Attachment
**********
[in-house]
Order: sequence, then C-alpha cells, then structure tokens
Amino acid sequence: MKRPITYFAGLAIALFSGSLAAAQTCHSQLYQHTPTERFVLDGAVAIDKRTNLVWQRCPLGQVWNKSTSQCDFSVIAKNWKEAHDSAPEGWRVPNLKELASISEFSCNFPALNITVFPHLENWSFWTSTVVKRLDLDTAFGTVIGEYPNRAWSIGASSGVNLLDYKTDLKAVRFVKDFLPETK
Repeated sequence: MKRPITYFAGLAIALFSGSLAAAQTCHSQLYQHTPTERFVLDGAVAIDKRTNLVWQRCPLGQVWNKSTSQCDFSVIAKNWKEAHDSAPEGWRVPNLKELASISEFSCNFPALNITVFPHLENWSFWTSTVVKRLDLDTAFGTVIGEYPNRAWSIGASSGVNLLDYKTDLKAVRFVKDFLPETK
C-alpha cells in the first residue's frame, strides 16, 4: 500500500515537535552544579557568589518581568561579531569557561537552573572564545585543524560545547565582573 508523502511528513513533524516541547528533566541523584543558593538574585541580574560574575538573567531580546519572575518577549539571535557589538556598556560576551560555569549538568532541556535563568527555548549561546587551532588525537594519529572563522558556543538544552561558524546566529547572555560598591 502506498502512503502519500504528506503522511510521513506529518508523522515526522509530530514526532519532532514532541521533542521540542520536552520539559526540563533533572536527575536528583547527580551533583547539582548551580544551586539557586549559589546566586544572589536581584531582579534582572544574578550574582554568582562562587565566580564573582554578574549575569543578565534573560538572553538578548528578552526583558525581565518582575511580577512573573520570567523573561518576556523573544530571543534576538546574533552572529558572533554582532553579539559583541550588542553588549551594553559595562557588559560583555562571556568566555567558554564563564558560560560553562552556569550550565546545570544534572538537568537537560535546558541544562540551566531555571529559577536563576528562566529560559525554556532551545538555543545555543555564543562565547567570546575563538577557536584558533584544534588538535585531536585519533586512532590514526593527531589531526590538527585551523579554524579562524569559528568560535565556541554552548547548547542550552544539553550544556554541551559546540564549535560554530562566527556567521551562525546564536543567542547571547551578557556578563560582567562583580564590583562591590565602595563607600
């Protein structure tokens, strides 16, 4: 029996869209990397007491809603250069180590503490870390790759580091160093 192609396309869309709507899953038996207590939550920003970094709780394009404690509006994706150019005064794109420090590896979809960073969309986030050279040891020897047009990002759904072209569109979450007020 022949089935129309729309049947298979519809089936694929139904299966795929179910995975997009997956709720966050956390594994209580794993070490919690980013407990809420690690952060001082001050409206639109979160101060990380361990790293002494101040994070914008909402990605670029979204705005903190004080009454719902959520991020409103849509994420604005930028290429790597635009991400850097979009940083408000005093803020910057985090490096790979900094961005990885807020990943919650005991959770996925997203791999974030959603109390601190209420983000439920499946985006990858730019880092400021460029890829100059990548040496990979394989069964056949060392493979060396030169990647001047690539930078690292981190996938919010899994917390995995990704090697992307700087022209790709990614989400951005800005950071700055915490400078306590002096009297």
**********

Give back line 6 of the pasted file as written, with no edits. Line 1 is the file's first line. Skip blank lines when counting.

């Protein structure tokens, strides 16, 4: 029996869209990397007491809603250069180590503490870390790759580091160093 192609396309869309709507899953038996207590939550920003970094709780394009404690509006994706150019005064794109420090590896979809960073969309986030050279040891020897047009990002759904072209569109979450007020 022949089935129309729309049947298979519809089936694929139904299966795929179910995975997009997956709720966050956390594994209580794993070490919690980013407990809420690690952060001082001050409206639109979160101060990380361990790293002494101040994070914008909402990605670029979204705005903190004080009454719902959520991020409103849509994420604005930028290429790597635009991400850097979009940083408000005093803020910057985090490096790979900094961005990885807020990943919650005991959770996925997203791999974030959603109390601190209420983000439920499946985006990858730019880092400021460029890829100059990548040496990979394989069964056949060392493979060396030169990647001047690539930078690292981190996938919010899994917390995995990704090697992307700087022209790709990614989400951005800005950071700055915490400078306590002096009297």